As I type this, I cant help but notice the silence. Not completely silent, obviously. With three children, the house is never completely silent but the office area is much quieter than this time yesterday.
You see, after 28 days of buzzing, the incubator has been switched off.
Some 28 days ago, 22 eggs were lovingly placed into it and it was switched on.
A problem arose. Doesn’t it always?
The previous year, there had been an accident where the incubator fell off the table it was on and the automatic turner stopped working.
Despite ordering a new one, it still wouldn’t work so I took the unit off the rocker and proceeded to manually turn the eggs.
In the rocker removal, one egg cracked so I had 21 eggs which I turned three times a day for the remaining incubation period.
Day 21 came and I could see an egg pipping. I was so excited. It doesn’t matter how may times you hatch eggs, I defy anyone not to be thrilled at the little, wet birds that emerge from the shell.
The hatch went on until day 25.
Ten had been born originally. Once in the brooder, one looked dead but when I picked it up, it was breathing so I rushed it back to the incubator to revive.
Revive it did but I think there was actually something wrong with it because that was the first casualty of the hatch.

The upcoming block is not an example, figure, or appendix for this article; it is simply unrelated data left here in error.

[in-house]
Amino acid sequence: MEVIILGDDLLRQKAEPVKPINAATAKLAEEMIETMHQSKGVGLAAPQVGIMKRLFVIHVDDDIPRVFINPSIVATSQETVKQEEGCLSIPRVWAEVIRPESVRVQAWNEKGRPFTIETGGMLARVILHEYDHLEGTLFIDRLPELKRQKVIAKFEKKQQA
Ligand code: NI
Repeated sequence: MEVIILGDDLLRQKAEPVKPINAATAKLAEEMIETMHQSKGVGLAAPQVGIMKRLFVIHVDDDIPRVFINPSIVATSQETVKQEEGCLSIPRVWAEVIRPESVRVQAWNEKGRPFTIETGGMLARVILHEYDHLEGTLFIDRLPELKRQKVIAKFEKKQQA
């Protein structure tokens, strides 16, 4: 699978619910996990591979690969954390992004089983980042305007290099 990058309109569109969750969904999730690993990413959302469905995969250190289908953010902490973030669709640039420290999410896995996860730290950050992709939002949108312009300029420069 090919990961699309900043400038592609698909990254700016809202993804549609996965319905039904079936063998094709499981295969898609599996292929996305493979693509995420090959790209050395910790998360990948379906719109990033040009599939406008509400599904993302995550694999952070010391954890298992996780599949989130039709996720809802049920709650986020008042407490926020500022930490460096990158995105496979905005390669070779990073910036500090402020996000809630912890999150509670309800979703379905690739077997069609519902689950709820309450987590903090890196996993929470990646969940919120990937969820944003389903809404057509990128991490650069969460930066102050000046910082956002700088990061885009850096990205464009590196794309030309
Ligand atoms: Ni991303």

Two unfortunately died (accidental death rather than illness) and I resigned myself to the seven chicks.
I was at my computer on the night of day 24 though and I heard the tell tale noise of cheeping. Another chick was on the way and I could see the pip in the egg.
On the morning of day 25, I could see the pip had not grown any bigger and I googled it. There is a fine line with humidity levels once chicks have started hatching and I was trying to be cautious about adding water because I didn’t want the chicks to get wet.
It seems my caution made the hatching of my last chick difficult though because the shell was very hard.
I added water at several intervals that morning and sure enough, out popped the chick.
I don’t know if it is because it was an unexpected one but she is my favourite and has a little line of colour on each side of her face.
I mainly hatched araucanas and they are the yellow chicks. I asked the lady who I bought the eggs off for a mix for the others and, despite since asking her what they were, she didn’t get back to me so who knows.
Hopefully the eight remaining chicks will make it now.
Some of the earlier hatchlings have already got little feathers growing on their wings and they are very active eating, drinking and pooing ( a lot).
It is amazing to see the rapid life cycle of a chick from egg to chick to juvenile to chicken.
They will stay under heat until they are six weeks old or fully feathered-whichever comes first.
I only have one brooder so I can’t hatch any more until these chicks are three weeks old. I have them on order though.
My first hatch was only 52 per cent (I’m not counting the egg that cracked) but it is still relatively early in the season and the cold weather has not helped with some layers at all.
Hopefully many more chicks will be making an appearance this year. A third hatch all depends on whether I get fed up manually turning the eggs. Mother hen, I am not.